Past month has complicated macro and policy picture for Powell and the Fed
The Fed minutes of its 28th July policy meeting (released on 19th August) revealed that most FOMC members thought that it could be appropriate for the central bank to start tapering its monthly asset purchases in Q4. However, since then US macro data have been mixed and global economic growth has arguably slowed and a number of the more hawkish FOMC members have slightly rowed back from that more “hawkish” view. Powell could well echo a more neutral view today.
#1. Consumer price inflation
The Fed has in recent months consistently stuck to its view that the spike in US measures of consumer price inflation will be “transitory”, with its tolerance to high rates of inflation underpinned by its average inflation targeting model unveiled at last year’s Jackson Hole Symposium. US CPI-inflation data for July, released on 11th August, arguably gave the Fed some breathing space, with core CPI-inflation falling to 4.3% yoy from 4.5% yoy in June and headline CPI-inflation remaining unchanged at 5.4% yoy (see Figure 1). If the arguably more important PCE-inflation data for July, due for release this afternoon, exhibit a similar trend as CPI-inflation, this would at the margin arguably shore up the Fed’s “transitory” narrative.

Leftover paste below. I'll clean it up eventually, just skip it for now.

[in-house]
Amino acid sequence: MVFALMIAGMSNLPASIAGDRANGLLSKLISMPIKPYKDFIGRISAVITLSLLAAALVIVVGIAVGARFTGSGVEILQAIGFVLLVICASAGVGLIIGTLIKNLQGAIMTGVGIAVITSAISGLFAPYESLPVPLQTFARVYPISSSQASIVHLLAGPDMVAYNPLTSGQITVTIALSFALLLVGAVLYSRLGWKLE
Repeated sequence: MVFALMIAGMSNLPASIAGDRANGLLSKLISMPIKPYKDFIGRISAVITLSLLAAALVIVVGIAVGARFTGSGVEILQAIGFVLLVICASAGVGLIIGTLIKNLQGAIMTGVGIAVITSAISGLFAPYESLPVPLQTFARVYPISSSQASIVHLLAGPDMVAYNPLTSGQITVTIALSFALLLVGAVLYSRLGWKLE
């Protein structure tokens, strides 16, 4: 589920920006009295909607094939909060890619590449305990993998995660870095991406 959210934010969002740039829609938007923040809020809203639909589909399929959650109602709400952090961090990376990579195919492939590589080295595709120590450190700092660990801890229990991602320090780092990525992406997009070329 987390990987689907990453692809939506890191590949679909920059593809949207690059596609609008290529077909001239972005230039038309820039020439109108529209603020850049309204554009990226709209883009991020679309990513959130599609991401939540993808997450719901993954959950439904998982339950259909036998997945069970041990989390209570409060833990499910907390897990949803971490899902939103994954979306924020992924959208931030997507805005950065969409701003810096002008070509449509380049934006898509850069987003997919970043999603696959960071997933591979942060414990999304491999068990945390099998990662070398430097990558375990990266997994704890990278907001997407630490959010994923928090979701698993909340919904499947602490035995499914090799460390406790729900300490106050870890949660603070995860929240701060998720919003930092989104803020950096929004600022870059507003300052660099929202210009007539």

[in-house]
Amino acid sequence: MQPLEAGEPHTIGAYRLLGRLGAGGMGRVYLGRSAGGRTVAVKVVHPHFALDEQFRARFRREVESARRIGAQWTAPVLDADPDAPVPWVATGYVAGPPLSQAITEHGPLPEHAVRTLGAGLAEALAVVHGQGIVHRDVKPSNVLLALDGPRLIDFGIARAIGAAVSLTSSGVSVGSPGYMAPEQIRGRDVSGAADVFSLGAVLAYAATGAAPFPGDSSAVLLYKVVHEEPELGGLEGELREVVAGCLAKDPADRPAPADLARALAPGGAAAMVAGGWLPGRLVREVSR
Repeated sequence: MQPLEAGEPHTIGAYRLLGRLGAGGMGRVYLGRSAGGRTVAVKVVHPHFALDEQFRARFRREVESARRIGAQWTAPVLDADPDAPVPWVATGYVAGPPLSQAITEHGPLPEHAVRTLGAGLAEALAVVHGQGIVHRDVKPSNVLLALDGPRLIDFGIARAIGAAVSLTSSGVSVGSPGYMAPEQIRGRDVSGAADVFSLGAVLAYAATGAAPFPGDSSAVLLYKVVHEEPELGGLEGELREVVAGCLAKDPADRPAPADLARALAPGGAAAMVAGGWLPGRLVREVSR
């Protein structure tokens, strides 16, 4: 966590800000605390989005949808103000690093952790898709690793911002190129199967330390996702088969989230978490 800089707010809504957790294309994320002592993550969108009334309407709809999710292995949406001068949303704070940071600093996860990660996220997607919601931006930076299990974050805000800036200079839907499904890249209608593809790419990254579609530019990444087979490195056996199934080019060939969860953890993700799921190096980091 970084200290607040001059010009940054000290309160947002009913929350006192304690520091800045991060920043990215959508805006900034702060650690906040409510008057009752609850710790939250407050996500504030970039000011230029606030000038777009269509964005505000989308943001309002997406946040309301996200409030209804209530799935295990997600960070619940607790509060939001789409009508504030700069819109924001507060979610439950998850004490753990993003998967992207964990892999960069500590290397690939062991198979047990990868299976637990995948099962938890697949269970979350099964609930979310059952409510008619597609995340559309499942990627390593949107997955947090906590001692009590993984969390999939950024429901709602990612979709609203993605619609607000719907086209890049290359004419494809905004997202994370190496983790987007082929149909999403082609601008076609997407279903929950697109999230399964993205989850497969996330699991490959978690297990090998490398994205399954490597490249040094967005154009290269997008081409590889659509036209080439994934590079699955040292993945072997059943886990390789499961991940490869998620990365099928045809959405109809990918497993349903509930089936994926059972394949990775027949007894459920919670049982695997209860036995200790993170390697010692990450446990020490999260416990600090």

Figure 1: Year-on-year core CPI-inflation fell in July but did core PCE-inflation follow same trajectory?
 Specifically, Powell announced on 27th August 2020 that going forward the Fed would “seek to achieve inflation that averages 2% over time” and therefore that “following periods when inflation has been running persistently below 2%, appropriate monetary policy will likely aim to achieve inflation moderately above 2% for some time.” He specified that the “Fed was not tying itself to a particular mathematical formula that defines the average”.